Shortly after that the story took an unexpected turn. The developers of Truecrypt suddenly ended its development and put a warning on their web page: "Using TrueCrypt is not secure as it may contain unfixed security issues." There was no further explanation, the Truecrypt developers recommended that users switch to the Bitlocker encryption on Windows.
In 2015 the final report of the Open Crypto Audit Project was published. It didn't find any larger flaws in Truecrypt's code, but some smaller issues. The experts from the company NCC found for example that the AES implementation in Truecrypt allows side-channel attacks - an information that is also contained in the BSI report. Some time later a member of Google's Project Zero found further security flaws in Truecrypt.
Followup project Veracrypt is still developed
As Truecrypt got no further releases the software is still vulnerable for all those weaknesses. However there is a fork of Truecrypt under the name Veracrypt. The found weaknesses were fixed there, also a further security audit of Veracrypt was performed.
The BSI knew all that. In reaction to the report from the Open Crypto Audit Project the BSI commissioned another security analysis of Truecrypt. This analysis can be found on the webpage of the BSI. It does not mention the older and much more detailed audit from 2010.
THe BSI explained to us that the audit in 2010 was performed as part of an IT investment program to modernize the information and communication technology of the administration. The results were communicated to the Truecrypt foundation, however the Truecrypt developers didn't consider them to be relevant. BSI furthermore says that the results were not intended to be published.
Veracrypt developer Mounir Idrassi confirmed that he had never heard of that BSI security audit. The BSI explained that the IT investment program ended in 2011, many years before Veracrypt was started in 2015.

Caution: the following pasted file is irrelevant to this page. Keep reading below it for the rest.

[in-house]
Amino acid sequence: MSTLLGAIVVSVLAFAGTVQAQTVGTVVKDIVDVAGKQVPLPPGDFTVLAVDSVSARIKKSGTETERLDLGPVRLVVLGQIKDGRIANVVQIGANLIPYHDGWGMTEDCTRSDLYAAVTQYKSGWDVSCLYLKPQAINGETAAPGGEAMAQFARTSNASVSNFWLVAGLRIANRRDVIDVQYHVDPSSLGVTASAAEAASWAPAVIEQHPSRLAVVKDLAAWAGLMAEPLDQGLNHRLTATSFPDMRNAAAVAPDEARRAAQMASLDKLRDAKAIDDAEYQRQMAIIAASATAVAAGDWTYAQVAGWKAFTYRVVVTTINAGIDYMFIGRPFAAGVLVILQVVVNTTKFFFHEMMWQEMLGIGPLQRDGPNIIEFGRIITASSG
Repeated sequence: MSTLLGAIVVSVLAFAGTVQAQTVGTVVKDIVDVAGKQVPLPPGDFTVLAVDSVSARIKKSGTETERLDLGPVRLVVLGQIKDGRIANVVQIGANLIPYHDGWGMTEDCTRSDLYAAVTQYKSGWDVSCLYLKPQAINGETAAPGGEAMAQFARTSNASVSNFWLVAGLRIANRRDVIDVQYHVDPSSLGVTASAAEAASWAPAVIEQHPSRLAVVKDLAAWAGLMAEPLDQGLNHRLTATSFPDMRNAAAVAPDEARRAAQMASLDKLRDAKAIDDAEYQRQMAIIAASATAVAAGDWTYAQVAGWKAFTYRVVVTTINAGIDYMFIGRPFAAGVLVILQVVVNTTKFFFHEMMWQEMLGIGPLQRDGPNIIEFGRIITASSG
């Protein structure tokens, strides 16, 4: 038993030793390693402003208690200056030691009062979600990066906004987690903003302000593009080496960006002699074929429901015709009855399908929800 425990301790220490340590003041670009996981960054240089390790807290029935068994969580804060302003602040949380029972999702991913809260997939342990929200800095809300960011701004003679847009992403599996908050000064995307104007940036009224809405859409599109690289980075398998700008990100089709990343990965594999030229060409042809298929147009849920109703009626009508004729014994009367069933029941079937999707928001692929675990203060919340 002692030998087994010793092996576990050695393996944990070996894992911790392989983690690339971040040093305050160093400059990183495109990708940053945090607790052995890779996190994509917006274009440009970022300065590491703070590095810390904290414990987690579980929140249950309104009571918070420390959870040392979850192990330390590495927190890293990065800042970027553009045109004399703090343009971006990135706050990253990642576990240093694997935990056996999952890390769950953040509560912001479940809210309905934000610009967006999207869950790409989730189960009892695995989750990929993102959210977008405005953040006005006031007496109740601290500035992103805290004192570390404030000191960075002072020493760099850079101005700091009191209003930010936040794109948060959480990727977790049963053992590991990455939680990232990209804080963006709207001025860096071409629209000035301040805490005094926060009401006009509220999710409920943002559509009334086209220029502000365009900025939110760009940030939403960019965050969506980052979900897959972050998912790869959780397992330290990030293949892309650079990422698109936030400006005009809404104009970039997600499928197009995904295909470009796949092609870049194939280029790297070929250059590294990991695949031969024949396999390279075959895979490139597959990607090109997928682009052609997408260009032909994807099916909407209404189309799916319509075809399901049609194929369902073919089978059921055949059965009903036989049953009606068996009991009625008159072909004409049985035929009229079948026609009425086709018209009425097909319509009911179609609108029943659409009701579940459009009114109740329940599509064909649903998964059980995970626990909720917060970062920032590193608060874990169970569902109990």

The BSI audit from 2010 starts with a detailed analysis of the architecture of Truecrypt on Windows and Linux. It looks like the version for Mac OS X was of less interest to BSI.
Low-risk Buffer Overflow
One of the security flaws that is described in detail is a potential buffer overflow in a function to call external programs. This function named Process::Execute takes a program name and an array of command line options as parameters. Afterwards these are copied into an array with 32 elements size, at the end a null pointer is added.
The function contains a check if too many command line options are passed, however the check misses the trailing null pointer. If exactly 31 command line options are passed a buffer overflow happens. This flaw was present in the code of Veracrypt until recently. We have sent a patch to the developers of Veracrypt that has been applied.
The practical risk is probably small. It is unlikely that the Veracrypt code would call a program with so many command line options - and even then an attacker has little control over the used memory.
|Encryption software: German BSI withholds Truecrypt security report||Missing chapter about off-by-one-overflows|